Uncoerced Cybersex by Low-Income Women Using Information and Communication Technologies (ICTs)
AbstractGiven the dearth of above-subsistence economic opportunities in the Philippines, low-income women have turned to cybersex as a form of employment. The diffusion of information and communication technologies (ICTs) to urban and rural poor areas, and their accessibility, have made this possible.
Information and Communication Technologies (ICTs) have entered the development discourse in the form of Information and Communication Technologies for Development (ICT4D). Using Amartya Sen's Capabilities Approach and the Liberal Feminist perspective, this paper presents the polemical possibility of considering uncoerced cybersex by low-income women as a case of Information and Communication Technology for Development (ICT4D). This is of course an ex post facto application, as there would be no purposive or planned ICT4D project for the purpose of promoting commercial cybersex.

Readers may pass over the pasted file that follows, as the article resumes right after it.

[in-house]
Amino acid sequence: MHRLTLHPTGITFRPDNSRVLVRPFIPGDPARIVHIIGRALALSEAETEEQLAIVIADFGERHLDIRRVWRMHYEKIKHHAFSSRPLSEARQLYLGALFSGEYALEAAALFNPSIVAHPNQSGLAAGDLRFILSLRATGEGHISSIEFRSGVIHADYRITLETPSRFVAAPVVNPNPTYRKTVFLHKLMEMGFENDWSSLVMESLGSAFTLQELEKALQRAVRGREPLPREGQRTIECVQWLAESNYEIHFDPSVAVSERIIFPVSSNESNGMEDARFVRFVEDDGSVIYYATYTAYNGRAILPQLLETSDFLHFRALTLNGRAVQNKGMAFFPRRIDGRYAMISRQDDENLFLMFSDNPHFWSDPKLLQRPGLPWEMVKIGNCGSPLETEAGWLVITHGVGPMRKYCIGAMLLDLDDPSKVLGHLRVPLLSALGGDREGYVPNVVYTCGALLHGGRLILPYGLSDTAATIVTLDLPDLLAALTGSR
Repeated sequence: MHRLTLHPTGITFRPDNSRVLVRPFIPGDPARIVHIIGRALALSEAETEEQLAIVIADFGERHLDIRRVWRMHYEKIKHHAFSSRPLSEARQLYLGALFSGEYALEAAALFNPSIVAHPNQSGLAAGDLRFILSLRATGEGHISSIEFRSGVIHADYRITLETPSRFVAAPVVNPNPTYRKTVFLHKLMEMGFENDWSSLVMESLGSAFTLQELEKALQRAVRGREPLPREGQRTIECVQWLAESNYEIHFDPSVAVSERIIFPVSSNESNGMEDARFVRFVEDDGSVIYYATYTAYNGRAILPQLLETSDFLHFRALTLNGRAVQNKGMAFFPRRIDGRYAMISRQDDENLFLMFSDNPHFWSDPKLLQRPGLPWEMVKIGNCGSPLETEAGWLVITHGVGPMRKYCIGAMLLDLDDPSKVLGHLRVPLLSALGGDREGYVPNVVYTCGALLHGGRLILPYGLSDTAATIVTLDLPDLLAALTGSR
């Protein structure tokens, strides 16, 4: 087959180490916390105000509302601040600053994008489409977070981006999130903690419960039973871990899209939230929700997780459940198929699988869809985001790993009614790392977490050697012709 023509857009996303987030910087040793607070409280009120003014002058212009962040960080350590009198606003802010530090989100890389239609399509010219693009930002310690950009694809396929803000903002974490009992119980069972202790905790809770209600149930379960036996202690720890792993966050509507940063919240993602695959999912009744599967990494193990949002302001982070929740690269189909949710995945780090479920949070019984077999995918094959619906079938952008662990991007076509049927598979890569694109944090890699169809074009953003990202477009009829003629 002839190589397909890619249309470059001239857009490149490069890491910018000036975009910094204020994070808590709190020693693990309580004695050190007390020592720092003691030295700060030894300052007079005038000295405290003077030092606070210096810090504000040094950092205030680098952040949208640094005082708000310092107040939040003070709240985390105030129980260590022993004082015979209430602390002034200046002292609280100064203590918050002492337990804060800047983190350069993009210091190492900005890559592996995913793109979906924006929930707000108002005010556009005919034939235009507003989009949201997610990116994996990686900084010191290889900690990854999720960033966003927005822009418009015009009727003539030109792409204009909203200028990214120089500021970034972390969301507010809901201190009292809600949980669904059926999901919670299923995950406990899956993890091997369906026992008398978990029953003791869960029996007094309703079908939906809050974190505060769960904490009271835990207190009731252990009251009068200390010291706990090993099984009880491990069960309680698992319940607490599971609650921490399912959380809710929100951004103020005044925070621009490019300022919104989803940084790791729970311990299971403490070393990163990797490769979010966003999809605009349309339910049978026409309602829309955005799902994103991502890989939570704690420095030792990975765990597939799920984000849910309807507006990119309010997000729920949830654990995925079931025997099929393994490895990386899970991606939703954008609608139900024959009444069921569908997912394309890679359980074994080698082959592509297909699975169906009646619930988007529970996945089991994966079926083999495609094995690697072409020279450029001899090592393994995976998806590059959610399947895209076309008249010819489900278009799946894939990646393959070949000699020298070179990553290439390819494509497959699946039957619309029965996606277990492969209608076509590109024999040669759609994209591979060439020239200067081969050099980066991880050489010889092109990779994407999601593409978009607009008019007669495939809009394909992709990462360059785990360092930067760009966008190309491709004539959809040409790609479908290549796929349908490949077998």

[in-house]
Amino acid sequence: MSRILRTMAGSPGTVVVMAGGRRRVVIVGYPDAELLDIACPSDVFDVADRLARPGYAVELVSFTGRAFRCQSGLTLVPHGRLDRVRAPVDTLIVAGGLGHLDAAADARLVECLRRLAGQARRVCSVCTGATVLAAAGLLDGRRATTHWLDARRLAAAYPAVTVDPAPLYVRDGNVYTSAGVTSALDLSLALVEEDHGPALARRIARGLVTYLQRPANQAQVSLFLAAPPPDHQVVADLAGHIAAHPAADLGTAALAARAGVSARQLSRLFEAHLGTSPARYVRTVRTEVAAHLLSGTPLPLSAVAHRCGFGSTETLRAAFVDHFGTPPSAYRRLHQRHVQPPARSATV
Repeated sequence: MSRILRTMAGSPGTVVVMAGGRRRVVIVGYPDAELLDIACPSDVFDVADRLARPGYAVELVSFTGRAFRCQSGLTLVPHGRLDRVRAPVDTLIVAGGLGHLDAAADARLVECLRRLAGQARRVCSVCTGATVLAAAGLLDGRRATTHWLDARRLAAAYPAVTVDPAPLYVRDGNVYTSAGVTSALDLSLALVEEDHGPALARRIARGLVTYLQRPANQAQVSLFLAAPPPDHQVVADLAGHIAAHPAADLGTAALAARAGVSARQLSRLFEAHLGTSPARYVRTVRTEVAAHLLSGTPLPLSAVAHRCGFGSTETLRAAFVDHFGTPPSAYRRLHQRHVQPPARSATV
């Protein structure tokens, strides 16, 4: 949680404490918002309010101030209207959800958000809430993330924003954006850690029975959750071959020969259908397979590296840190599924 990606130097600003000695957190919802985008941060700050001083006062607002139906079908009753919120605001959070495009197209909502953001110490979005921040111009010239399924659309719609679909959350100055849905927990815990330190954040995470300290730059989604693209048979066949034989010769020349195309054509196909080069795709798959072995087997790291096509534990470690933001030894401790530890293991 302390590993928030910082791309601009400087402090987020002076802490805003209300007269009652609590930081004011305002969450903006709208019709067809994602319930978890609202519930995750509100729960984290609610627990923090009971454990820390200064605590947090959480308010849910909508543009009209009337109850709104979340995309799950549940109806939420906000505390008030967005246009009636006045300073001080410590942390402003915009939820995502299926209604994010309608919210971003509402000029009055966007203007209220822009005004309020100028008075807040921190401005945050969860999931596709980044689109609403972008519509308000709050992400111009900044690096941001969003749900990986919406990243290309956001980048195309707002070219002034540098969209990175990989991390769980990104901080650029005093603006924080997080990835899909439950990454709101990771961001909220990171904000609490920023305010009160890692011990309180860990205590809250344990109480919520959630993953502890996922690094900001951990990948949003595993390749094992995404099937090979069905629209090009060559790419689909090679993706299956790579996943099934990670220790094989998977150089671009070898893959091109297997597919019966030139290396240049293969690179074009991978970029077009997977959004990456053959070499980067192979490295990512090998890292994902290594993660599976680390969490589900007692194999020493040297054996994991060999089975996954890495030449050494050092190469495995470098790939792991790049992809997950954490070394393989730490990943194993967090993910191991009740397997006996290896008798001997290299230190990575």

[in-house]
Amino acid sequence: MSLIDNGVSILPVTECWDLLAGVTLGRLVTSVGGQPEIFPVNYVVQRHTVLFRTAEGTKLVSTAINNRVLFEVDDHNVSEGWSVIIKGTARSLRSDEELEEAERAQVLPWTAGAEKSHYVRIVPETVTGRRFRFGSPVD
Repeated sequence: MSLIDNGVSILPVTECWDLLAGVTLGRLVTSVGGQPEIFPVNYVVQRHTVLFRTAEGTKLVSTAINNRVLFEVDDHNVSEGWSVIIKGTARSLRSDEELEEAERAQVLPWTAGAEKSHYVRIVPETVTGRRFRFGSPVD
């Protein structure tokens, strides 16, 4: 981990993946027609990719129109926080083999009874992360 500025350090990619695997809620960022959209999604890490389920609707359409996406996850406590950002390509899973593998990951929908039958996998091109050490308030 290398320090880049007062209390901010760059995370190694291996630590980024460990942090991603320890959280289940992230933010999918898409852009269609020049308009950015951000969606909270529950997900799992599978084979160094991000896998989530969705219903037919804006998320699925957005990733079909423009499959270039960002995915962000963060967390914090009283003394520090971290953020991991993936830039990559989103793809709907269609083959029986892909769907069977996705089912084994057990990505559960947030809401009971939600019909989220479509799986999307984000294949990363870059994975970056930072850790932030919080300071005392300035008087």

In this paper, "uncoerced cybersex" is simply contradistinguished from cybersex that is performed as a result of "pressure, threats, intimidation, domination, or control" ("coerce," n.d.) by family members or other parties. It does not negate the structural inequalities of gender, class, race, and other intersectional identities that drive poor Filipino women into cybersex. At the same time, it recognizes that alternatives do exist, even if they are not as financially rewarding as cybersex, and millions of low-income women in other forms informal economy employment in the Philippines are testaments to this. The research subject chose cybersex over these alternatives.